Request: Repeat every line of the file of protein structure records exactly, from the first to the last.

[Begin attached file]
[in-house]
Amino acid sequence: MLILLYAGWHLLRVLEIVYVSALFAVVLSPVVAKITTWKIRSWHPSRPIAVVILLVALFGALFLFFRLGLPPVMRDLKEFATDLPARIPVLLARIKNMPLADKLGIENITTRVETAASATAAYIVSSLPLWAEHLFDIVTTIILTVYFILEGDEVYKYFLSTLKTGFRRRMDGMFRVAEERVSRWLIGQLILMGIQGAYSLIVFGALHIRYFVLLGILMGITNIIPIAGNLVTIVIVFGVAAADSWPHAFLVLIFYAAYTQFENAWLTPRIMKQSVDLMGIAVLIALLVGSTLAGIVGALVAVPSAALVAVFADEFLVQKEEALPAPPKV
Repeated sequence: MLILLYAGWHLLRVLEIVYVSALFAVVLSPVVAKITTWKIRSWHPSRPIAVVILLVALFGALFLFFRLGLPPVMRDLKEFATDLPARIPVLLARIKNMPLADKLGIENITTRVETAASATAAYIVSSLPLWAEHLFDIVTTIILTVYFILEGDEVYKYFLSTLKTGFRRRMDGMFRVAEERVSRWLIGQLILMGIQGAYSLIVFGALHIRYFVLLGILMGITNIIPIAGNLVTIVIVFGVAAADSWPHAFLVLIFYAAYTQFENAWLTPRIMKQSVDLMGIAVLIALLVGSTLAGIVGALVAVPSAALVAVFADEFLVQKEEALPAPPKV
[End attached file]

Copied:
[in-house]
Amino acid sequence: MLILLYAGWHLLRVLEIVYVSALFAVVLSPVVAKITTWKIRSWHPSRPIAVVILLVALFGALFLFFRLGLPPVMRDLKEFATDLPARIPVLLARIKNMPLADKLGIENITTRVETAASATAAYIVSSLPLWAEHLFDIVTTIILTVYFILEGDEVYKYFLSTLKTGFRRRMDGMFRVAEERVSRWLIGQLILMGIQGAYSLIVFGALHIRYFVLLGILMGITNIIPIAGNLVTIVIVFGVAAADSWPHAFLVLIFYAAYTQFENAWLTPRIMKQSVDLMGIAVLIALLVGSTLAGIVGALVAVPSAALVAVFADEFLVQKEEALPAPPKV
Repeated sequence: MLILLYAGWHLLRVLEIVYVSALFAVVLSPVVAKITTWKIRSWHPSRPIAVVILLVALFGALFLFFRLGLPPVMRDLKEFATDLPARIPVLLARIKNMPLADKLGIENITTRVETAASATAAYIVSSLPLWAEHLFDIVTTIILTVYFILEGDEVYKYFLSTLKTGFRRRMDGMFRVAEERVSRWLIGQLILMGIQGAYSLIVFGALHIRYFVLLGILMGITNIIPIAGNLVTIVIVFGVAAADSWPHAFLVLIFYAAYTQFENAWLTPRIMKQSVDLMGIAVLIALLVGSTLAGIVGALVAVPSAALVAVFADEFLVQKEEALPAPPKV